The way a transformational question changes the odds of a big answer is that it shines the klieg light on something we call the problem behind the problem—not the surface level challenge the project was initially chartered to solve, but a big hairy thing lurking behind it in the shadows. More often than not, the surface problem is just a symptom of the bigger one. For instance, where a beverage company once engaged us around the question of how to reignite the interest of 21-year-old guys in a once-hot category on the wane, the problem behind the problem was that the powerful underlying technology platform had been leveraged only against a narrow and fickle segment of society. Solving that background issue would open bigger growth opportunities, and ensure a similar problem wouldn’t resurface in a few years when 21-year-old tastes took their next inevitable u-turn. Finding the problem behind the problem takes some practice, but experience says it’s always there, and solving it does two big things. Since the foreground issue is usually just a symptom, solving the problem behind it makes the first one go away. And since the problem behind the problem is usually far bigger, its resolution opens bigger opportunities. A few examples show how this plays out.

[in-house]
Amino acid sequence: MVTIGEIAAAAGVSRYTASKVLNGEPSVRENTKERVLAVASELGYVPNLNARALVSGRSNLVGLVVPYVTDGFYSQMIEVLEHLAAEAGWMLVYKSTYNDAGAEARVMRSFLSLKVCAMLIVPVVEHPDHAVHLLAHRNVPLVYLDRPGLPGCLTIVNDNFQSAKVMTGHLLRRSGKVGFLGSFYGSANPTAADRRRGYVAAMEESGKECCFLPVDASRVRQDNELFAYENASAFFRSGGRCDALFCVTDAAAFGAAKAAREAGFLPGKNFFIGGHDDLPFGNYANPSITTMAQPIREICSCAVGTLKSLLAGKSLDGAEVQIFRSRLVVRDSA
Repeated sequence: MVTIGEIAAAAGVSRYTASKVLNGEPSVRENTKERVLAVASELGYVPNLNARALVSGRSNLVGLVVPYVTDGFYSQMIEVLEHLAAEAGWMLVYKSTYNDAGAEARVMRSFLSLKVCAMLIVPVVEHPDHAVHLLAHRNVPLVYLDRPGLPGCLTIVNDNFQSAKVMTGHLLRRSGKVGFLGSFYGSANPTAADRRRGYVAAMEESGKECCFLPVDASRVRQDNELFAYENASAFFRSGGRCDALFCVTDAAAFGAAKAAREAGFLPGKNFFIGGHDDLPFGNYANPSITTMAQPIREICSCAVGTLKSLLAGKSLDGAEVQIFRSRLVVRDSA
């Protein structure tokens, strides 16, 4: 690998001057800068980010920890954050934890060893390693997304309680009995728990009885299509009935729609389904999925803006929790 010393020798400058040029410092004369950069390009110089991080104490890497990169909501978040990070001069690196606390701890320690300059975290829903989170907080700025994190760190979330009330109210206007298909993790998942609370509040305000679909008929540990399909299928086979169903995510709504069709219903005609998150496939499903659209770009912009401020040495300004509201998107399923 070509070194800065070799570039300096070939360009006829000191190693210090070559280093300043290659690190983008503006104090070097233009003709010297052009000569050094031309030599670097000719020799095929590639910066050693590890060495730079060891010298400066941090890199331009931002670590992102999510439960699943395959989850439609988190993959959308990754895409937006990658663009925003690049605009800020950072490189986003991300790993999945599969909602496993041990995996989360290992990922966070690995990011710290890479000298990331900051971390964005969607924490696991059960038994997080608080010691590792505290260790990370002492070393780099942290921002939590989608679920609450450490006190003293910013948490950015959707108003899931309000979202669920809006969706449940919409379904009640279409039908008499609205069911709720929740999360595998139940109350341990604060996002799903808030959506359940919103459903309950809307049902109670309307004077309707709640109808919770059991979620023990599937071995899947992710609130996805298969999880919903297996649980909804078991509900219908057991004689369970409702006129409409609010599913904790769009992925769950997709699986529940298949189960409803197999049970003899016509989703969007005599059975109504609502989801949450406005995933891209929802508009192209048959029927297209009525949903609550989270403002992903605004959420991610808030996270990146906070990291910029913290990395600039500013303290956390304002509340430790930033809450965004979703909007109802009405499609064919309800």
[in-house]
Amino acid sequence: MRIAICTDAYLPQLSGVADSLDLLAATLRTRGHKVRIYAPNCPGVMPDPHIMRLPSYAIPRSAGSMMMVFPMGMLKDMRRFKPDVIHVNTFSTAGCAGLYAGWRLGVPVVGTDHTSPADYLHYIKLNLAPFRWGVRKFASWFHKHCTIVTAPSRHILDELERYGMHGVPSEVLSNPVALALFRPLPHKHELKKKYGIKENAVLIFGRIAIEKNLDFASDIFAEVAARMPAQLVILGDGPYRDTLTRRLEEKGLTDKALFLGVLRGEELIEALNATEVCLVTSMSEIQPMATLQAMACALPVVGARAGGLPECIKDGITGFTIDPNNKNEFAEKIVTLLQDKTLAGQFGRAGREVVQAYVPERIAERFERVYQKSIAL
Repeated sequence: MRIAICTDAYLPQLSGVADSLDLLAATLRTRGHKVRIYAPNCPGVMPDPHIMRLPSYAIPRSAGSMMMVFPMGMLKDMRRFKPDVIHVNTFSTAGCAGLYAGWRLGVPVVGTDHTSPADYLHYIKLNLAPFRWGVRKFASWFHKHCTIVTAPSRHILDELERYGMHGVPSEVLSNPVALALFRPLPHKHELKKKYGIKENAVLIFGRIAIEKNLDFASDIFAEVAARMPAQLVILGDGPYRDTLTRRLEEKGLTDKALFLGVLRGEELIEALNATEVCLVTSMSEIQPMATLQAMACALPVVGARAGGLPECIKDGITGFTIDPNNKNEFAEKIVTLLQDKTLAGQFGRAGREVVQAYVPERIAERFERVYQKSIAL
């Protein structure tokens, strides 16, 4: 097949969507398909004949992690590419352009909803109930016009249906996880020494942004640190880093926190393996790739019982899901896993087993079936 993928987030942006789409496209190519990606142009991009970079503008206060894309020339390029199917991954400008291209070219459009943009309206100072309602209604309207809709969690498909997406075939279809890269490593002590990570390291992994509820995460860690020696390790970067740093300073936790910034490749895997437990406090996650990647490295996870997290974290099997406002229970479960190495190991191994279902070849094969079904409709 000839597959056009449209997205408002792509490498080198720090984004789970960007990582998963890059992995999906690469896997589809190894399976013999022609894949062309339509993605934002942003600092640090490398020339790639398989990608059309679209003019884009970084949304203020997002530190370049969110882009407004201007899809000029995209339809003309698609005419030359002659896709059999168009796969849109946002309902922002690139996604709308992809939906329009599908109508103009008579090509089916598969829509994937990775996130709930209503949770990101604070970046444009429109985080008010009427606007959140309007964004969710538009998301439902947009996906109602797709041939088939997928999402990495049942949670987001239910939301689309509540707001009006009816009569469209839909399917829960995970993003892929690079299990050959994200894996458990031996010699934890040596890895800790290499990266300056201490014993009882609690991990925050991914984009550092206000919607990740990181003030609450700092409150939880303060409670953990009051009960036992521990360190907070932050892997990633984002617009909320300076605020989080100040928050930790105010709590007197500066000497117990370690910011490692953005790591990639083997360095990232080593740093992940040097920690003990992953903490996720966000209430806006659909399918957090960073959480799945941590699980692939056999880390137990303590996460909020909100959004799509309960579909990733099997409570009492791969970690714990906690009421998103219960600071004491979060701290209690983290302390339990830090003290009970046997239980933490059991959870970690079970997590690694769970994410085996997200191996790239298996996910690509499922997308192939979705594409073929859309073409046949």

Question Spending We were asked by a bank to frame up an innovative new way to teach people to save more. Racking up savings deposits is a big win, both for the bank on the receiving end, and for consumers’ hopes of a comfortable retirement. Based on prior research, the client team had concluded that the enemy was ignorance—consumers weren’t saving enough because they didn’t fully understand the consequences of not saving: namely, an inability to retire comfortably and retain their homes. A quick glance around the category revealed no shortage of attempts at this same sort of thing—stacks of brochures, interactive tools, seminars and even games. Clearly everyone in the category was having similar conversations with their customers, resulting in similar questions, and similar answers. The un-thrilling truth was that better execution of the same type of answer was the best this project could hope for.